By Barbara Kessler
Green Right Now
It’s World Environment Day, and all I can think about is how the Gulf oil disaster has been book-ended by two environmental commemorations. The BP oil well blew out two days before Earth Day in April, though it was barely covered in the news until a few days later when people realized that oil was leaking into the ocean unabated. (In the back of our minds, we tend to assume that someone has a plan for these contingencies. Surprise! No plan.)
Now, six weeks later as the crude splatters the shores and marshes of the Gulf Coast, we’re noting World Environment Day.
Nothing like an oil spill to take the bloom off an Earth celebration, eh? As anyone with a computer or TV has seen, the pain of this catastrophe is only worsening as the oil laps ashore full blast now, suffocating everything from shellfish to seabirds. And unbelievably, the oil keeps coming, despite efforts to “junk shot”, cap or “top hat” it.
Looking away from the Gulf is not much help. In Colorado, major tornadoes this past week reminded us that this is not just hurricane season. In Guatamala, tropical storm Agatha blew through at the end of May, forcing mass evacuations and opening a sink hole that swallowed a three story building.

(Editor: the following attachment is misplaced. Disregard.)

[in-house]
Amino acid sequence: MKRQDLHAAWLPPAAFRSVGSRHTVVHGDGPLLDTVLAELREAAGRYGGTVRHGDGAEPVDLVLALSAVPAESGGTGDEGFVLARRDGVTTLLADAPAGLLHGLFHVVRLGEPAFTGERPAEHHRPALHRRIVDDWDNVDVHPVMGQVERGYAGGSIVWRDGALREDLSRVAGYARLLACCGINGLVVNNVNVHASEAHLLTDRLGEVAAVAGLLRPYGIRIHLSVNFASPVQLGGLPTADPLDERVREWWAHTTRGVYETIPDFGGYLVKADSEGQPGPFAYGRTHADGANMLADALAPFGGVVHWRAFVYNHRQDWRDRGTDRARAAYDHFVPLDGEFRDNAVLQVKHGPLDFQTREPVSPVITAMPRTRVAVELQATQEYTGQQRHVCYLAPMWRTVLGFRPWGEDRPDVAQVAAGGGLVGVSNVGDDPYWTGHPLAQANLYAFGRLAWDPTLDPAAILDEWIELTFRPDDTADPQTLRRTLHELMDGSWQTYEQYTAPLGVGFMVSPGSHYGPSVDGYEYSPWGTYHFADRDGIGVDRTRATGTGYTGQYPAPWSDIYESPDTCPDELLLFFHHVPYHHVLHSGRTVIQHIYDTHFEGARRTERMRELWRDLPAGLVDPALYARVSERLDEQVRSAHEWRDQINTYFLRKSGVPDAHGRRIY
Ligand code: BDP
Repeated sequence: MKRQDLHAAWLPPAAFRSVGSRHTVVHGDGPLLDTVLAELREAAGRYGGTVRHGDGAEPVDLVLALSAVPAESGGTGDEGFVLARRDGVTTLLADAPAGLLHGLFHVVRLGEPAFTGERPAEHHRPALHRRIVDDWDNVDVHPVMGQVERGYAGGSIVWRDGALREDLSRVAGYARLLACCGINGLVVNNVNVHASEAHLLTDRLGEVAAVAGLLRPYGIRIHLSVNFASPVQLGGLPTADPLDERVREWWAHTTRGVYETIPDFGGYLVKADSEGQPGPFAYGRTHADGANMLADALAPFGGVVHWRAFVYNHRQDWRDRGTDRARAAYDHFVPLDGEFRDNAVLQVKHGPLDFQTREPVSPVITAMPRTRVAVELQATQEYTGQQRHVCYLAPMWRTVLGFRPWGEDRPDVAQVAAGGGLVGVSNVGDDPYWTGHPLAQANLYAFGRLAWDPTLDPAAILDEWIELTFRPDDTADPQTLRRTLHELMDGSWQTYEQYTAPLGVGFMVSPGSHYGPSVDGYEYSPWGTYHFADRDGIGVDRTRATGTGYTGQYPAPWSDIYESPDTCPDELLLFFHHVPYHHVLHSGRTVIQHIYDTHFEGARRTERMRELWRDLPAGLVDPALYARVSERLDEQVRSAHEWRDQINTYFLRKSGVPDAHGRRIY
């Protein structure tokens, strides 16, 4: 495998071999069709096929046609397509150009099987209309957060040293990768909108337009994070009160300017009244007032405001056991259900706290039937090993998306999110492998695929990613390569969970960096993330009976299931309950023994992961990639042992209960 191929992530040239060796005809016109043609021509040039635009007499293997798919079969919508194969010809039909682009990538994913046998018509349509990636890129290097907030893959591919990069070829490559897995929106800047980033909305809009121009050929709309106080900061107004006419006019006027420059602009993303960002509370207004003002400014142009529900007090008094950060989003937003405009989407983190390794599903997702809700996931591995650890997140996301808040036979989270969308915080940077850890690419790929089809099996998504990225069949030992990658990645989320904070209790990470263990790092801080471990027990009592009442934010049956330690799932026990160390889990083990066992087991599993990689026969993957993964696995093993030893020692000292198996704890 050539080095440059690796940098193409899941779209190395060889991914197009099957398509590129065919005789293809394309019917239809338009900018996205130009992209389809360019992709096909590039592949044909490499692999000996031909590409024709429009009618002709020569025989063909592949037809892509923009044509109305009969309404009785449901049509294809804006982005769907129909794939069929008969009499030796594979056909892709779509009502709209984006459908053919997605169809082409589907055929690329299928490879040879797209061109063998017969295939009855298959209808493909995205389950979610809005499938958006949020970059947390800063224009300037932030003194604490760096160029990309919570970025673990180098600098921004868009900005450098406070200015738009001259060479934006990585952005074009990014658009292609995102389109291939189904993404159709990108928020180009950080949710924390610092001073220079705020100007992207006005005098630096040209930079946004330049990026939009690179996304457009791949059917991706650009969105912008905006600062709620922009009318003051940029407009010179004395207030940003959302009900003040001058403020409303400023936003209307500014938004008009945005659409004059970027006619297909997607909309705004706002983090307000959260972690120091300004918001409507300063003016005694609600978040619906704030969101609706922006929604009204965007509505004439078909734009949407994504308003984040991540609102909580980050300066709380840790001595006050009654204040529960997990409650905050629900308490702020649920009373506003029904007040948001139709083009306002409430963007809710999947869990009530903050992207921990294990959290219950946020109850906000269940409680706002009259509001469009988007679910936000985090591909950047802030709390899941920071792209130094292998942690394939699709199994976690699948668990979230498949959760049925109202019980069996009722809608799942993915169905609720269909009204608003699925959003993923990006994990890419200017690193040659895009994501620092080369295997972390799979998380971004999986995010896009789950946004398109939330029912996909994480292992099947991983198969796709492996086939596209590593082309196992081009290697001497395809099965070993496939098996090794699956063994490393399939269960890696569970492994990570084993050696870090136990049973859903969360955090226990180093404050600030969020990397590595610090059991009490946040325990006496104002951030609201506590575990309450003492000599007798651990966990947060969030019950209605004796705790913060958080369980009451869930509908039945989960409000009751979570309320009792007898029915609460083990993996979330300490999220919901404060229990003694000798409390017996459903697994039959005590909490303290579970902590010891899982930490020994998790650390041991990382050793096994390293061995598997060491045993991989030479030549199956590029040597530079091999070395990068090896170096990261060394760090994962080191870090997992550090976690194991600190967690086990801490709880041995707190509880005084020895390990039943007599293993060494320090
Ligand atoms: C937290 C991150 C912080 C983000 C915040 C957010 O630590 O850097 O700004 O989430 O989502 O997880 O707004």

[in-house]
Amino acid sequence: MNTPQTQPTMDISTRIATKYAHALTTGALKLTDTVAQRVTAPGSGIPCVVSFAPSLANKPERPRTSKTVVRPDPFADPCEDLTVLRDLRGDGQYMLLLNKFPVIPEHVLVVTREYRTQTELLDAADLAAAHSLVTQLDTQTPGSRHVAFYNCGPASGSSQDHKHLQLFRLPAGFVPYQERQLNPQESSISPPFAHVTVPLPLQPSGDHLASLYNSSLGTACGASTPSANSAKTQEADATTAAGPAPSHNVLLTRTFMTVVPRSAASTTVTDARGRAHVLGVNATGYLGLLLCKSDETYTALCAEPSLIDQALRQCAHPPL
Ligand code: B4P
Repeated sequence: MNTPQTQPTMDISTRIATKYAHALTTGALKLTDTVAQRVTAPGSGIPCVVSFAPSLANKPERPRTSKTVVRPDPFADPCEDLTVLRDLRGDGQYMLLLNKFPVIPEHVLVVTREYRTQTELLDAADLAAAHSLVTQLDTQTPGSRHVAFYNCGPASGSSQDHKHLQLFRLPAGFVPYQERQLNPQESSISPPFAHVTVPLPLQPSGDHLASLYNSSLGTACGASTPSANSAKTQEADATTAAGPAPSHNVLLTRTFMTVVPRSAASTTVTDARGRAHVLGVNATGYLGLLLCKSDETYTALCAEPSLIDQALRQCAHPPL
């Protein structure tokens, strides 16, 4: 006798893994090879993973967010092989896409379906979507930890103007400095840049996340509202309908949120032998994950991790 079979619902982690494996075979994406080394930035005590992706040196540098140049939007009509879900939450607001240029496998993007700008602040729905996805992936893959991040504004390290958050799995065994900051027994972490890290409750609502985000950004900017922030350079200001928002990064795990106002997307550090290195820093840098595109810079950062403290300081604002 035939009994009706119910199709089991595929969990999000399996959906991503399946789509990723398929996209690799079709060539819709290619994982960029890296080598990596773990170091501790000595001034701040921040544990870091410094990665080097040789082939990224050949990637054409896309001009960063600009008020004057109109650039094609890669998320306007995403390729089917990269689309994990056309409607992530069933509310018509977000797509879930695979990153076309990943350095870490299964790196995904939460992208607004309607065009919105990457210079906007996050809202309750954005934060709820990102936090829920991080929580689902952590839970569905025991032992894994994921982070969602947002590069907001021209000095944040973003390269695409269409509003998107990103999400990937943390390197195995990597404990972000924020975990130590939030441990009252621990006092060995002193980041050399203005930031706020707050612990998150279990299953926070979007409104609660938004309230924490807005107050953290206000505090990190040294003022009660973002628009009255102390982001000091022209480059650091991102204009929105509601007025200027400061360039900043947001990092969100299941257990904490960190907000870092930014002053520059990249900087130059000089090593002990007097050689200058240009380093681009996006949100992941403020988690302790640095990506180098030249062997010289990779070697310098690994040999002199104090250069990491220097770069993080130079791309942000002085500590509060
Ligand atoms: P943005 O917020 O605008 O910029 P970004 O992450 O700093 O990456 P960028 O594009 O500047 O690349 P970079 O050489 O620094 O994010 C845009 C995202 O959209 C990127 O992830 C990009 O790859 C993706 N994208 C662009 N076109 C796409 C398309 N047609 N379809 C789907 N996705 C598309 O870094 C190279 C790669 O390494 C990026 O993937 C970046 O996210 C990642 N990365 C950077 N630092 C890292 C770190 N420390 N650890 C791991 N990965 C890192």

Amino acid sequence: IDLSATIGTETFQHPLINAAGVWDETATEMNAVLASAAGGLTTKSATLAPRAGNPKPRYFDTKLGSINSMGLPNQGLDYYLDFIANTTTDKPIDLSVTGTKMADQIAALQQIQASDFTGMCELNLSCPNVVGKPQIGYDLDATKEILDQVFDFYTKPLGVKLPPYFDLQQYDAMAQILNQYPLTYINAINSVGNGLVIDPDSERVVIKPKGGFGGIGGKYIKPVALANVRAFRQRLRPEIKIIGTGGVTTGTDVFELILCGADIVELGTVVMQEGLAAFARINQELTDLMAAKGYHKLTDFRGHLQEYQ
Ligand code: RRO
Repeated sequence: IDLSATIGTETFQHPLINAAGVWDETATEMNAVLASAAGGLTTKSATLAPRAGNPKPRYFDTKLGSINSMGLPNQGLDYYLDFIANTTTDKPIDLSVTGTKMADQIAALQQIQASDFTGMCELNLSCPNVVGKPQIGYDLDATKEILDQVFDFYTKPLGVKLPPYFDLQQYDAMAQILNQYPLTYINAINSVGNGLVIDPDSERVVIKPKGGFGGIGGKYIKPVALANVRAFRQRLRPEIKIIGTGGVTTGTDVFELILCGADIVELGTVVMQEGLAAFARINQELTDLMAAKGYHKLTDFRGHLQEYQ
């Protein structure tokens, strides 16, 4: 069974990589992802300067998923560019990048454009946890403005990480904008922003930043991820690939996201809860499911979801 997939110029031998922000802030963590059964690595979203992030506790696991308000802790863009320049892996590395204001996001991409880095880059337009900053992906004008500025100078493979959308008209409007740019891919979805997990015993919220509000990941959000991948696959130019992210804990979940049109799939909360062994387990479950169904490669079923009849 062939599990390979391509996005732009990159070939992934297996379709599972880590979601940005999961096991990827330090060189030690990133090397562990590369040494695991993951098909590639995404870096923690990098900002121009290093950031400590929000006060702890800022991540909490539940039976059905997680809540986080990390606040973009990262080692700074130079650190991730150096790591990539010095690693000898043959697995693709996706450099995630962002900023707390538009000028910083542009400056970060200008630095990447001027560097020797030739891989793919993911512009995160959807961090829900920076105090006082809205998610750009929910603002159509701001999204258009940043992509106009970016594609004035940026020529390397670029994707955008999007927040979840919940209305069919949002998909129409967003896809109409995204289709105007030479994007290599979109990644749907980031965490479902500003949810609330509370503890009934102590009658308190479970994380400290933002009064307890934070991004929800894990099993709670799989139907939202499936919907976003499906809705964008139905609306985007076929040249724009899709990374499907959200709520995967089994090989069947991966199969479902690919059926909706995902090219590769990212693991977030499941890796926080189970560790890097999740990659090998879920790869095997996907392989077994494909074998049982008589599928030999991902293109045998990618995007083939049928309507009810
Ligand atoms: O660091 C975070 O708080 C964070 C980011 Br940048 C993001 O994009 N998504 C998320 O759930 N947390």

In other apocalyptic news, we’re headed for 105+ temperatures this first weekend of June in the Southwest. Please send a note to climate denier Jim Inhofe of Oklahoma who likes to measure the climate by the daily weather. (It was Senator Inhofe’s family who built an igloo during heavy snows this past winter so they could sneer at climate activist Al Gore and claim snow disproved global warming.)
It’s difficult to say if the more erratic weather and severe storms are related to climate change. Tornadoes, hurricanes and big snow
events cycle on and off. Sink holes I’m not so sure. But if there are connections, and many scientists are convinced that global warming brings more severe weather — super hurricanes for sure, tornadoes probably and drought definitely — then it all rolls back to our oil issues. To the carbon emissions from burning fossil fuels that are changing the planet at a frightening pace, pushing it toward tipping points that could bring unimaginable losses even worse than the current disaster.
The last two centuries we’ve made fantastic advancements for our civilized world, many of which were underpinned by coal and oil.
Now the challenge is on us to move forward again, beyond these finite, dirty-burning crude energy sources toward the next generation of energy, on behalf of the next generation.
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